All ETDs from UAB

Advisory Committee Chair

Patricia Drentea

Advisory Committee Members

Shawn Bauldry

Mieke Beth Thomeer McBride

Kristine Ria Hearld

Henna Budhwani

Document Type

Dissertation

Date of Award

2017

Degree Name by School

Doctor of Philosophy (PhD) College of Arts and Sciences

Abstract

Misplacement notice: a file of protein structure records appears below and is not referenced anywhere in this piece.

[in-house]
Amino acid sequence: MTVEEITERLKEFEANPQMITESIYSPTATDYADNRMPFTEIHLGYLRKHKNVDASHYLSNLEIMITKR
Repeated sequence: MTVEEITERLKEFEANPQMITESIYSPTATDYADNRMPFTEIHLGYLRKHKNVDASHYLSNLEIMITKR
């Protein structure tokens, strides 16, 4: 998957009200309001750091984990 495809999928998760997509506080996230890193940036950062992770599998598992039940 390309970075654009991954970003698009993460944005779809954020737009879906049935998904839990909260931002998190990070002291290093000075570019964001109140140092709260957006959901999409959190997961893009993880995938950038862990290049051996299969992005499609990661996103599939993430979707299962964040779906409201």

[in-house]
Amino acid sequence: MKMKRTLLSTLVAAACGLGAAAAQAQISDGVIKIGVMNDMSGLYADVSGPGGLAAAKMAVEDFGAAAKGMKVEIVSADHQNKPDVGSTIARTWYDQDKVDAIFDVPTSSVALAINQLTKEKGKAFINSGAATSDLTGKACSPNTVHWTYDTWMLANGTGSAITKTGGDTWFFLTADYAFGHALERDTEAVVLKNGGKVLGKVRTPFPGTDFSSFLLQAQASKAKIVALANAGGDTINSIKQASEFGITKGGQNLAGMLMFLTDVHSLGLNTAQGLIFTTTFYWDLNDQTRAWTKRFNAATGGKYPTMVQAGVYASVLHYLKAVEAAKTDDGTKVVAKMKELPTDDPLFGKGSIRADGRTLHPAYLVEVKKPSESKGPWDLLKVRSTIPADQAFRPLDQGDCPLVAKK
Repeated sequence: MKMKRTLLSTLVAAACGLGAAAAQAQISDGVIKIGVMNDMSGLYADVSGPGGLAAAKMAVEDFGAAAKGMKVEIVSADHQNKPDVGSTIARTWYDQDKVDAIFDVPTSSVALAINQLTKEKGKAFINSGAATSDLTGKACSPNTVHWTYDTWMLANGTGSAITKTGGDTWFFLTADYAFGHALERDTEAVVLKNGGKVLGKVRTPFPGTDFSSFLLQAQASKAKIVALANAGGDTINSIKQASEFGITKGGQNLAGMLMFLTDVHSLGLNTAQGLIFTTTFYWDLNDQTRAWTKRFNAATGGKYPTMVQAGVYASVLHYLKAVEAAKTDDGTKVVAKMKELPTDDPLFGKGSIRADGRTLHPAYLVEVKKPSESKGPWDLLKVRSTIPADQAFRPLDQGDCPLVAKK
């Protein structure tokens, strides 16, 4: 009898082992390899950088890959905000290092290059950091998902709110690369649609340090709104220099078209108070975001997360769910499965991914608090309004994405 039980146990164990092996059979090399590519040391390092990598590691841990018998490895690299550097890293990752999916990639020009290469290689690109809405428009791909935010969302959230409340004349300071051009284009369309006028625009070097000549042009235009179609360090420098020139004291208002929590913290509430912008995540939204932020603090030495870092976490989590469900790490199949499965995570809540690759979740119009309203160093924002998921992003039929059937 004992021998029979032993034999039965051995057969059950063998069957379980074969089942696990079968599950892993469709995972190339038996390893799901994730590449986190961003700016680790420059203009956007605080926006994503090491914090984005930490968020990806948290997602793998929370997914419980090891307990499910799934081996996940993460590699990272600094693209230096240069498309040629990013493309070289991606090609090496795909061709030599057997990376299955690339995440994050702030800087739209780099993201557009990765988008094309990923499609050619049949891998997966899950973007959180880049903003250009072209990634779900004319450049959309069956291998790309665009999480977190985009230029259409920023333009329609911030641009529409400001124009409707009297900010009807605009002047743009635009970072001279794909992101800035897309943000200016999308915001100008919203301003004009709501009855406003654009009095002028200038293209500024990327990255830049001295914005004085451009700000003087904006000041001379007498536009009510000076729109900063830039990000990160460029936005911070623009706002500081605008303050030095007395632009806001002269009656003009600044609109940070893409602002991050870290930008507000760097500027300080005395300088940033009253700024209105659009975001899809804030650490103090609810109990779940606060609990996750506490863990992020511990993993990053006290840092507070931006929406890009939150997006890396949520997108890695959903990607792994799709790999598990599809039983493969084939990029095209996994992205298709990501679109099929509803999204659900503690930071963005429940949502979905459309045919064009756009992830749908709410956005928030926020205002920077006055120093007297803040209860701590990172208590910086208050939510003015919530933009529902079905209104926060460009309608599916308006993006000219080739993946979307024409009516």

The primary objective of this study was to fill a gap by examining the effects of early parental divorce on multi-dimensional views of parent-child relationships (e.g. support, strain, contact), mental health, and alcohol consumption among adult children. Many studies have shown that parental divorce has impacts on children’s well-being, however, few studies have examined the long-term effects of parental divorce on adult health. Thus, this study aimed to examine the effects of early parental divorce on adult children’s depressive symptoms and alcohol use via relationships with parents. Drawing from the life course paradigm and the stress process model, I examined (1) whether any effects of parental divorce on their children’s depressive symptoms and alcohol use later in life are mediated by the relationships parents have with their adult children; (2) whether the age of the child when the parents were divorced alters the relationships between parental divorce on depression and alcohol use via parent-child relationships; and (3) whether parental divorce and parent-child relationships have a stronger association with depression for women and, in contrast, whether parental divorce and parent-child relationships have a stronger association with alcohol use for men. Data came from Americans’ Changing Lives (ACL), a nationally representative panel survey of individuals in the United States (US). I used three waves of data from the ACL: in 1986 (N=3,617), 1989 (N=2,867), and 1994 (N=2,562). Results of linear models show that childhood parental divorce is associated with adult children’s alcohol use (especially among adult daughters), but not with depressive symptoms. Further, the findings show that relationships with parents are multi-dimensional (e.g. support, strain, contact) and gendered (different consequences for mothers and fathers). Additionally, the results suggest that parental divorce, depressive symptoms, and alcohol use are not mediated by parent-child relationships, indicating that there may be some other mechanisms to affect these relationships. The project highlights that the relationships between parental divorce, parent-child relationships, mental health, and alcohol consumption are more complex than previously studied, and suggests greater attention be given to socioeconomic factors and the quality of family relationships.

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